Big equipment, inclement weather and unaware pedestrians and drivers contribute to the hazards involved in snow and ice management. Spotters designated to observe site conditions and direct equipment operators and drivers who may not have a full view of the working area can help keep your team and the general public safe during operations. Following are safety tips for spotters in the field:
1. Devise traffic control plans for your jobsites and equipment yards. Coordinating the flow of moving equipment, workers, and vehicles can reduce the need for backing up and reduce or eliminate instances in which equipment and people cross paths.
2. Make sure your spotters are protected. They should have reflective vests and appropriate PPE, including ear and eye protection.
3. Spotters must be on heightened alert for tripping and slip/fall hazards.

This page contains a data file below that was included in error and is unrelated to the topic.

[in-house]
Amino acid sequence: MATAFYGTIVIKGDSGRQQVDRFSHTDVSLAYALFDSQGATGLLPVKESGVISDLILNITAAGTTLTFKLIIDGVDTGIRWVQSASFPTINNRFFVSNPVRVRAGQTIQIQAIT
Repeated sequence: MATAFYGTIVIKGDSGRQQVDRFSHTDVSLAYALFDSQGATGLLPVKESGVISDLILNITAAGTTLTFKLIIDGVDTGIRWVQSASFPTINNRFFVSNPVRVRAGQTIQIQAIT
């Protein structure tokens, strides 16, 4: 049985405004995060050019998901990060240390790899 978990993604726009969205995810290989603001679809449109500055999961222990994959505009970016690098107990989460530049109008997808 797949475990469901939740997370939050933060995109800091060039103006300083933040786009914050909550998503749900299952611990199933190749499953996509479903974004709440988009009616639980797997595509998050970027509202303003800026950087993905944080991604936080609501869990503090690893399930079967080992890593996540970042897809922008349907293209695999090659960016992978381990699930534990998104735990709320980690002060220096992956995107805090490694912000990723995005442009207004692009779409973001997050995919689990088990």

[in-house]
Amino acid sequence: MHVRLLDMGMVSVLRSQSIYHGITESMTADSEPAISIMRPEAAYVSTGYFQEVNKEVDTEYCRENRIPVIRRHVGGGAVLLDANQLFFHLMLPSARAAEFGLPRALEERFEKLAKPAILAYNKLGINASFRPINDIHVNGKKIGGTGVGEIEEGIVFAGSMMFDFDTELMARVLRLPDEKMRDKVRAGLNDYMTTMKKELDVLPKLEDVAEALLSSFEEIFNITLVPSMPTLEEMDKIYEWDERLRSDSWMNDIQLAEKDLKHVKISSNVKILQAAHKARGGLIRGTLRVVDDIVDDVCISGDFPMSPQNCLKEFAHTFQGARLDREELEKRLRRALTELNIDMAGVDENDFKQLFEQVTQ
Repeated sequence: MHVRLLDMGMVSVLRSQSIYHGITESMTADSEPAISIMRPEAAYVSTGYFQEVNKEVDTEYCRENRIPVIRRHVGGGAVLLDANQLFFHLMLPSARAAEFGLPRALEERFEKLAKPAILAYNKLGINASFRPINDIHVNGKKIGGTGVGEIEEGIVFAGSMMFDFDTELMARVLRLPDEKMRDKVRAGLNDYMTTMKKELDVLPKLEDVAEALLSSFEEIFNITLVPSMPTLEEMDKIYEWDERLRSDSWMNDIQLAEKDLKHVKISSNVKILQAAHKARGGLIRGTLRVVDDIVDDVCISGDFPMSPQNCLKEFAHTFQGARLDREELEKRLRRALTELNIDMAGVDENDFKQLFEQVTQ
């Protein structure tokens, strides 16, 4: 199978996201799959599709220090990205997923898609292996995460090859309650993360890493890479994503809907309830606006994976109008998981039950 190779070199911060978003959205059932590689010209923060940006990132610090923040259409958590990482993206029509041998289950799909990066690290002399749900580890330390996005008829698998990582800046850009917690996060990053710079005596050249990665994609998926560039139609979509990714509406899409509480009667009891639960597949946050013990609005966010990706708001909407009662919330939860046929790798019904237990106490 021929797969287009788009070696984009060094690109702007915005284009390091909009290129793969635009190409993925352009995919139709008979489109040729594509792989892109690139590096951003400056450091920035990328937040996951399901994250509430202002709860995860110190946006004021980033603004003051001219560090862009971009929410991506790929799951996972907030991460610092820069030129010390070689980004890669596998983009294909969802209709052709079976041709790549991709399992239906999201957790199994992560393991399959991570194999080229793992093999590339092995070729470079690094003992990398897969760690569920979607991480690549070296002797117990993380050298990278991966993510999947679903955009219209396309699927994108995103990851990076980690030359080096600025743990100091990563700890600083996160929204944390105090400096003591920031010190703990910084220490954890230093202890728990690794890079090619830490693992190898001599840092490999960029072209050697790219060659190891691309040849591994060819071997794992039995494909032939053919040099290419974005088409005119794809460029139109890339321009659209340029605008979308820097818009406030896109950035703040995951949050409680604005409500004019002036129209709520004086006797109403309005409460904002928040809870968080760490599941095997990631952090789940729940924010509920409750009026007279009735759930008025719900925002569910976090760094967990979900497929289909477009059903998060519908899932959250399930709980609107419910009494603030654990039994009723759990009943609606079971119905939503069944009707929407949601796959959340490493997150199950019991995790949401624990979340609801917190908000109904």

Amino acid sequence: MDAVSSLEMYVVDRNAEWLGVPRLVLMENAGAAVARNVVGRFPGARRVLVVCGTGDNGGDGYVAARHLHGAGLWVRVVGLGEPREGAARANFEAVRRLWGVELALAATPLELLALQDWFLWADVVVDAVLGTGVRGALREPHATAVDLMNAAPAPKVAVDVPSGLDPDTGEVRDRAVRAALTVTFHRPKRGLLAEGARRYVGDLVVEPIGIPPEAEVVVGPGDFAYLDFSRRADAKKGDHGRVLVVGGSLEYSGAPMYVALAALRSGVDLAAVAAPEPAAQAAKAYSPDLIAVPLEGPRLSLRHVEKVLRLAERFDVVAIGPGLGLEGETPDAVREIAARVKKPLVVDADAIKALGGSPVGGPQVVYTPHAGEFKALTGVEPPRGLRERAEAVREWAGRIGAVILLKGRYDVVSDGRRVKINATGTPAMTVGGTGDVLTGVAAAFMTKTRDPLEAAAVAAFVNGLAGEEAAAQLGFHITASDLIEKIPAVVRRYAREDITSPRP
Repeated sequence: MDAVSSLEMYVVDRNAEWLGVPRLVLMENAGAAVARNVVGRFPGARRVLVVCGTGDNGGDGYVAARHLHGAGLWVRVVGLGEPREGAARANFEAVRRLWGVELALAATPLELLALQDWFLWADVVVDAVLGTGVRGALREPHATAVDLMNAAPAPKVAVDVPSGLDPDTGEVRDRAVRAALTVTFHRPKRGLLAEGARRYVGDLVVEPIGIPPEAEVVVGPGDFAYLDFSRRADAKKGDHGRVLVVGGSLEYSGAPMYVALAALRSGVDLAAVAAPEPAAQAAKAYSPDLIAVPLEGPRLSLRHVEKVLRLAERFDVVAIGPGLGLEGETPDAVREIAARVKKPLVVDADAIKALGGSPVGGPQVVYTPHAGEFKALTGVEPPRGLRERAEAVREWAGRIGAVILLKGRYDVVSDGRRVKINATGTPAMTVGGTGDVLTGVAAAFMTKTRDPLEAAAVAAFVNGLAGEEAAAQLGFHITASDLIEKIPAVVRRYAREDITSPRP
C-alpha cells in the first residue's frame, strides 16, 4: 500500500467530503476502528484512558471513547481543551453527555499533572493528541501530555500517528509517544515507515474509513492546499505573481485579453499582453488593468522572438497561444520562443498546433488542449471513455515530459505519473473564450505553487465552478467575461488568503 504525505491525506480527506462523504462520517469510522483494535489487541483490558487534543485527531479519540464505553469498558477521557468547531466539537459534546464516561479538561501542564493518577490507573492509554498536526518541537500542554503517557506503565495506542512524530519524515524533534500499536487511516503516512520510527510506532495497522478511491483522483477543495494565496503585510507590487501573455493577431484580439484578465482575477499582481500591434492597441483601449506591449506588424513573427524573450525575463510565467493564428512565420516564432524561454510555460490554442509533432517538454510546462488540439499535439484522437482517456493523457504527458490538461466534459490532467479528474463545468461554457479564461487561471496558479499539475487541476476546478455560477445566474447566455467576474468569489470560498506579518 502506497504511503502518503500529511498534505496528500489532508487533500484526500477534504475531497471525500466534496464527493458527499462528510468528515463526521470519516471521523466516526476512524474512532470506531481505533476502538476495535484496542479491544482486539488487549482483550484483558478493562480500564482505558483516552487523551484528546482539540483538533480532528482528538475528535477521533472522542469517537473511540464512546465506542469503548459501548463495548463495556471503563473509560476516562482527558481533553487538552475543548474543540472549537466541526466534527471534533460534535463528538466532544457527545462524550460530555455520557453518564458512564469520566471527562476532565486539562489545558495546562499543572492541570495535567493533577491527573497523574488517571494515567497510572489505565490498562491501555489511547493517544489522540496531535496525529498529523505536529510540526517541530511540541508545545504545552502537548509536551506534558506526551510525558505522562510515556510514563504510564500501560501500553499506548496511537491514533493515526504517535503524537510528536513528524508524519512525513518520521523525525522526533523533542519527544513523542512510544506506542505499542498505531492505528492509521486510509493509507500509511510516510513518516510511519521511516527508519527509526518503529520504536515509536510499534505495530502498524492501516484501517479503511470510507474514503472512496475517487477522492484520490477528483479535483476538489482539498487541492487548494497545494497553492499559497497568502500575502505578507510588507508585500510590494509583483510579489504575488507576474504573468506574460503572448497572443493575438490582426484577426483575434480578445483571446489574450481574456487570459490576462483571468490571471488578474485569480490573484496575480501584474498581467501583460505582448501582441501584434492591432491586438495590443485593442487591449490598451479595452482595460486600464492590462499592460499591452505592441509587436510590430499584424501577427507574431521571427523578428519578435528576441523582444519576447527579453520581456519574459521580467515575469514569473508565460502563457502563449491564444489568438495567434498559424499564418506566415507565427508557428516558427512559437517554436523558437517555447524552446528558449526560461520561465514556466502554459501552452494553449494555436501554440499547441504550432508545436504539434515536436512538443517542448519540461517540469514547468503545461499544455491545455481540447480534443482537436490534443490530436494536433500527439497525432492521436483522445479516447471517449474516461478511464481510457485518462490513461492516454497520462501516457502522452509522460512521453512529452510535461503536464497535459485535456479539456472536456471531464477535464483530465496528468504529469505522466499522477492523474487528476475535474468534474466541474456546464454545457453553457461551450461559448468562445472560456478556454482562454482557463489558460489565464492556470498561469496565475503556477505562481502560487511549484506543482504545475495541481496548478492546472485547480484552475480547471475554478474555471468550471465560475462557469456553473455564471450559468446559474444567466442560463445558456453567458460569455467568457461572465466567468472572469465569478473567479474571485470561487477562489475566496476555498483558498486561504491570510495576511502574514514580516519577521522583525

4. Establish hand signals and reinforce them as part of your company training. Make eye contact with the driver/operator before communicating signals.
5. Spotters should be trained to stay in sight of the driver at all times. If the driver loses sight of the spotter, they should be instructed to stop immediately.
6. If you need to pass behind the vehicle/equipment, communicate your plan to the driver/operator.
7. Refrain from using cell phones, earphones, or other distracting devices.
8. Don’t rely solely on backup alarms and/or rearview cameras. Spotters can be helpful to identify obstacles in blind spots.
9. Follow all federal and any state regulations related to backing vehicles/equipment and spotter use.
Disclaimer: Your safety team should research and implement a safety plan in accordance with federal, state and company regulations. This list should not be relied upon as legal advice.
Source: SIMA, NALP, OSHA
Quick Tips are quick, easy tips on highly specific topics in snow management. Read all Quick Tips at www.sima.org/quicktips.